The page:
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Tuesday, November 29, 2011

Searching For Gold

Tonight's Blog post centers on a thought provoking statement that I've discovered during the course of reading books on business and leadership.

It's a quote from Nuts!The Story of Southwest Airlines, co-written by Kevin Freiberg and Jackie Freiberg:  "People who work in gold mines will tell you that tons and tons of dirt must be removed before the miners hit a vein of gold. They focus on the search for the gold rather than the dirt."
I believe that this reference offers an interesting suggestion on how we view our goals, objectives and personal visions. It seems that many people are too often distracted or overwhelmed by the dirt and lose sight of the gold. I guess it can be summarized and reduced to a parallel of the old question, "is the glass half empty or half full?"

In this case, you could substitute several different words or terms for "dirt." Think of misrepresented facts, or high volume vitriol that contribute to obscuring what's right, muting optimism, or draining desire. It's not about who is right - it's about what is right.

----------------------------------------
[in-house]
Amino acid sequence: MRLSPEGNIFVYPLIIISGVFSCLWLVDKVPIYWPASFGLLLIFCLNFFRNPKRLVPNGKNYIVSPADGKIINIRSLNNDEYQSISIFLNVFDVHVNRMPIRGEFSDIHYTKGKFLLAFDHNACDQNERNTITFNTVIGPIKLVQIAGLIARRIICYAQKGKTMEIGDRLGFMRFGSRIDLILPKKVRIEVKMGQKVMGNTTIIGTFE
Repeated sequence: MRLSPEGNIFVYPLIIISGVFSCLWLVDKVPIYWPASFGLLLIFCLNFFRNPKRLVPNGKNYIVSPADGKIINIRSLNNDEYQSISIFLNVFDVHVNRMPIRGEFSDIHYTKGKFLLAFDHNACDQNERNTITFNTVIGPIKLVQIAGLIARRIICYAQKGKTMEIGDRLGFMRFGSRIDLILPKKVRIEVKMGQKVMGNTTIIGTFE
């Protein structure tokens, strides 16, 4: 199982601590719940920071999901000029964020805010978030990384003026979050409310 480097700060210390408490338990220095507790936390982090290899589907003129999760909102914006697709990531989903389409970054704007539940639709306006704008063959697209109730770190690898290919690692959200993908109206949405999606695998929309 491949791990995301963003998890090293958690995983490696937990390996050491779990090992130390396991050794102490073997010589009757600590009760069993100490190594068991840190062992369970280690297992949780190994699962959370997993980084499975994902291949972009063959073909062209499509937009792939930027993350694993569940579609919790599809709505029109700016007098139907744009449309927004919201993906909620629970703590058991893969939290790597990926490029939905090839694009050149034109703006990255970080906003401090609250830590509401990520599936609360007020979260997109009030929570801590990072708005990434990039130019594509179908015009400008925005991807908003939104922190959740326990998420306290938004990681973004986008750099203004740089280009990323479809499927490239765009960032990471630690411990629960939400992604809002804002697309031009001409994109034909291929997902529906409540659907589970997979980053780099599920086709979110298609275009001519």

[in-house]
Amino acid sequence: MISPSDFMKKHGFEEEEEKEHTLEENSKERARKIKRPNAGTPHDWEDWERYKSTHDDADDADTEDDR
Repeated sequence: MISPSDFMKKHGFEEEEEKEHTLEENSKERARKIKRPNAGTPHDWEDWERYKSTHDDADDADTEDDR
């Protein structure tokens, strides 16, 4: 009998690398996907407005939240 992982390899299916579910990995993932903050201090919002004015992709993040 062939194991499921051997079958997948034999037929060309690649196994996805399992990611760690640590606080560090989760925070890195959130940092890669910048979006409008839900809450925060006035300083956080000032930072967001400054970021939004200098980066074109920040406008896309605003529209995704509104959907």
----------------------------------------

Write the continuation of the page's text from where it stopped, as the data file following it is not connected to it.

Public school education is afflicted by the impact of people who choose to maintain a focus on the dirt rather than the pursuit of gold. That's much easier and requires far less energy than removing tons and tons of dirt in the quest for gold. Horrendous headlines and blaring broadcasts spout oft-stated criticism of schools that generally lack sufficiently supported facts.

Meanwhile, dedicated and industrious educators continue to labor at creating and sustaining the efforts that will eventually uncover gold. It's a dirty job.


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